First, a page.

"Lucky shot, that's all. You don't need to have skills." - Vlade Divac about Robert Horry's shot in Game 4 of the 2002 WCF.

 
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25  -  Vince Carter - SG/SF, 6'6, 220
Memphis Grizzlies - Signed as a free agent in July 2014
       Date of birth: 01/26/1977
       Country: USA
     Drafted (NBA): 5th pick, 1998
     Out of: North Carolina
  NBA Experience: 16 years
  Hand: Right





From blog:


   A History Of Cheesy And/Or Terrible Commercials Featuring NBA Players
2010-02-03

3) Vince Carter




9) Vince Carter again



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   Chicago's Meticulously Crafted 2011 Offseason Plan That Relies An Awful Lot Upon Guesswork
2011-06-09

[...] The choice of Jackson over the other candidates was deliberate, and only slightly motivated by cost. Andre Iguodala is better at small forward, ball dominant, not nearly as good of a shooter as he thinks he is, and not nearly the calibre of half-court creator he so desperately wants to be.26 A backcourt of Derrick Rose and Monta Ellis cannot stop anybody, and while it would thrive in the open court, it effectively mitigates itself in the half court. J.R. Smith can't be trusted, and was once traded by the Bulls for Adrian Griffin and Aaron Gray, which is no endorsement at all. Anthony Parker is no longer starting calibre. Michael Heisley has seemingly made the cost of acquiring O.J. Mayo unnecessarily prohibitive, particularly for one so average. Jason Richardson no longer wants to dribble, defend, or do anything much to get open without the ball. Vince Carter is emphatically done. Denver should (or ought) match a full MLE deal to Arron Afflalo. Courtney Lee won't come for anything less than Omer Asik, which is not a deal worth making. The Daniel Gibson, Jamal Crawford and Leandro Barbosa-types would be most useful, but only as hard-to-acquire backups. And Richard Hamilton is.......well, no.

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   All-Star memories: Michael Jordan’s last hurrah
2012-02-26

Despite his status as the greatest ever, and his 20.2ppg average on the season to that point, Michael Jordan was not voted in as a starter to the game. The fans were given an opportunity to say if they wanted Jordan to start, and they didn’t. That should have been the end of it.

But it soon transpired that, voting system aside, deciding who started wasn’t the fans’ decision after all. Iverson, voted in as a starting guard, was the first to magnanimously offer to give up his starting spot for Jordan, and leading Eastern conference votegetter Tracy McGrady soon followed with the same. Jordan declined both; inevitably, attention turned to the third guy-who-wasn’t-a-big-man, Vince Carter, to make a similar offer.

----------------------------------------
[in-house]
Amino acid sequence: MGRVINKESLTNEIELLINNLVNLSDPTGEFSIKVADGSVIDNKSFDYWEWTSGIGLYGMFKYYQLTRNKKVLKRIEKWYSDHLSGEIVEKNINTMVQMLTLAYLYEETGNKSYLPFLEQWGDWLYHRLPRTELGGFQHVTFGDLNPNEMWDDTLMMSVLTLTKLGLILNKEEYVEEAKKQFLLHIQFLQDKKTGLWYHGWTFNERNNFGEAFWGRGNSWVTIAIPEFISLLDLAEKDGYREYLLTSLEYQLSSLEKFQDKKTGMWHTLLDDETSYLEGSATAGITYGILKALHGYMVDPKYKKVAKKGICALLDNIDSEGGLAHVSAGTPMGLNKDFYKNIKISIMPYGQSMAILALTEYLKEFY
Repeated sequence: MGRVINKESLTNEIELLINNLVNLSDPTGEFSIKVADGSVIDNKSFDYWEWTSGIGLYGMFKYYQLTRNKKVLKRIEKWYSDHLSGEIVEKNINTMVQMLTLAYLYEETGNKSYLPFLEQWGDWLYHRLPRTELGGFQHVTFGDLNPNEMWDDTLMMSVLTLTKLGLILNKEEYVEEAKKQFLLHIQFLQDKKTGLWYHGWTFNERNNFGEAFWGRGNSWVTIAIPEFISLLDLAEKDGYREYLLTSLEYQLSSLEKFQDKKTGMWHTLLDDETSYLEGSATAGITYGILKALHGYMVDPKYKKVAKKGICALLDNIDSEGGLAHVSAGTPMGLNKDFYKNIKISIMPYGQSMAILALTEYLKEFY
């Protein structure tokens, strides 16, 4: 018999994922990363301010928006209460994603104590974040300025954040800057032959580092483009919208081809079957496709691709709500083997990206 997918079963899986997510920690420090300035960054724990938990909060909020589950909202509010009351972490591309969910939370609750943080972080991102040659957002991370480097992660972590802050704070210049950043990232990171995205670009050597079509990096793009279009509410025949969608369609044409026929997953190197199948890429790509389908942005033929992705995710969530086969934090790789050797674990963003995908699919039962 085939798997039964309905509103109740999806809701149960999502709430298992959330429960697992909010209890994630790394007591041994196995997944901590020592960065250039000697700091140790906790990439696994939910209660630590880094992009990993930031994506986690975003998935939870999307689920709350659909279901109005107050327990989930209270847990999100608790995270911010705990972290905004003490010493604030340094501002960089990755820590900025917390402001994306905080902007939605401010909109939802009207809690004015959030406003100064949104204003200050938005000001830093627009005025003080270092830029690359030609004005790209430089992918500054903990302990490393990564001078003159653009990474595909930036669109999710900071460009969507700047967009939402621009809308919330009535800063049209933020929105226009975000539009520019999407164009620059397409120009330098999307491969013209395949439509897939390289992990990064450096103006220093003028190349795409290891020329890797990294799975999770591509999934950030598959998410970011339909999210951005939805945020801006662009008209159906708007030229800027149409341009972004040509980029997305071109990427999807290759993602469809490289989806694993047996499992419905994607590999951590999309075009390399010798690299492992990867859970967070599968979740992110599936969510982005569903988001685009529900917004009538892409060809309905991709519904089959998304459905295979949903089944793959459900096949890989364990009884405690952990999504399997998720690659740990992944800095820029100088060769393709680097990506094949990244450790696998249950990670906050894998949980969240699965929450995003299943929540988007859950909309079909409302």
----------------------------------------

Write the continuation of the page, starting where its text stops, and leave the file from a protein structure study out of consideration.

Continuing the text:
He didn’t. Despite only playing 15 games in the season to that point, Carter nonetheless recorded the third-most votes of anyone in the league, 360,000 before the next Eastern forward (Jermaine O’Neal), only 15,000 behind his cousin McGrady for the overall Eastern lead, and 218,000 ahead of Jordan. Fans voted for Vince knowing that he had barely played, because they wanted to see him start anyway. More so than Jordan, it seemed.

The voting system is not truly representative of consensus. After all, this was the year that Yao tallied the fourth-most votes in the league, starting ahead of a prime Shaq, despite having less than half of his averages and barely a trillionth of his legacy, all because the Chinese made it so. Nevertheless, it represents something. If it wasn’t regarded an honor, it wouldn’t matter that Jordan wasn’t starting.

However, not only did Vince not offer his place, but he also came out and said that he wasn’t going to offer it, that he felt doing so would be letting down all the people who voted for him. Even if you read between the lines of that logic, and conclude that Vince didn’t give up his starting spot because he simply didn’t want to, that is fair enough. He didn’t have to do anything.

That is, not until everyone told him otherwise. After Iverson and McGrady’s gestures, and in light of his season to date, the media pile-on of Carter began. And with an about an hour to go until the tip-off, a totally shocking thing happened — the pressure took and Vince offered Jordan his starting spot, presumably upon pain of death. And Jordan — who had said all the perfectly correct things in declining his two previous offers — was now somehow willing to accept.



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